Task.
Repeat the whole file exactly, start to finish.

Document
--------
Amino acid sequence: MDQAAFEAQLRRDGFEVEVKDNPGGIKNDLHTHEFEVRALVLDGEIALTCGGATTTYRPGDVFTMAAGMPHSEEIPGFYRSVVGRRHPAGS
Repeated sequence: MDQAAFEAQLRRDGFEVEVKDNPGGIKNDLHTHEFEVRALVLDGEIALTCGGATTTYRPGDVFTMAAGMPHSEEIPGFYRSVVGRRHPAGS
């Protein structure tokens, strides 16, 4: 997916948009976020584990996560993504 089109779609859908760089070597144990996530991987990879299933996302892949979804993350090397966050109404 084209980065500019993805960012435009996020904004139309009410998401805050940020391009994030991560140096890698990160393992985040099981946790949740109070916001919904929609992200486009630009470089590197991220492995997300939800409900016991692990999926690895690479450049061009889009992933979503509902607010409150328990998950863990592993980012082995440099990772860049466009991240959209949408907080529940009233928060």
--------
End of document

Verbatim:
Amino acid sequence: MDQAAFEAQLRRDGFEVEVKDNPGGIKNDLHTHEFEVRALVLDGEIALTCGGATTTYRPGDVFTMAAGMPHSEEIPGFYRSVVGRRHPAGS
Repeated sequence: MDQAAFEAQLRRDGFEVEVKDNPGGIKNDLHTHEFEVRALVLDGEIALTCGGATTTYRPGDVFTMAAGMPHSEEIPGFYRSVVGRRHPAGS
């Protein structure tokens, strides 16, 4: 997916948009976020584990996560993504 089109779609859908760089070597144990996530991987990879299933996302892949979804993350090397966050109404 084209980065500019993805960012435009996020904004139309009410998401805050940020391009994030991560140096890698990160393992985040099981946790949740109070916001919904929609992200486009630009470089590197991220492995997300939800409900016991692990999926690895690479450049061009889009992933979503509902607010409150328990998950863990592993980012082995440099990772860049466009991240959209949408907080529940009233928060």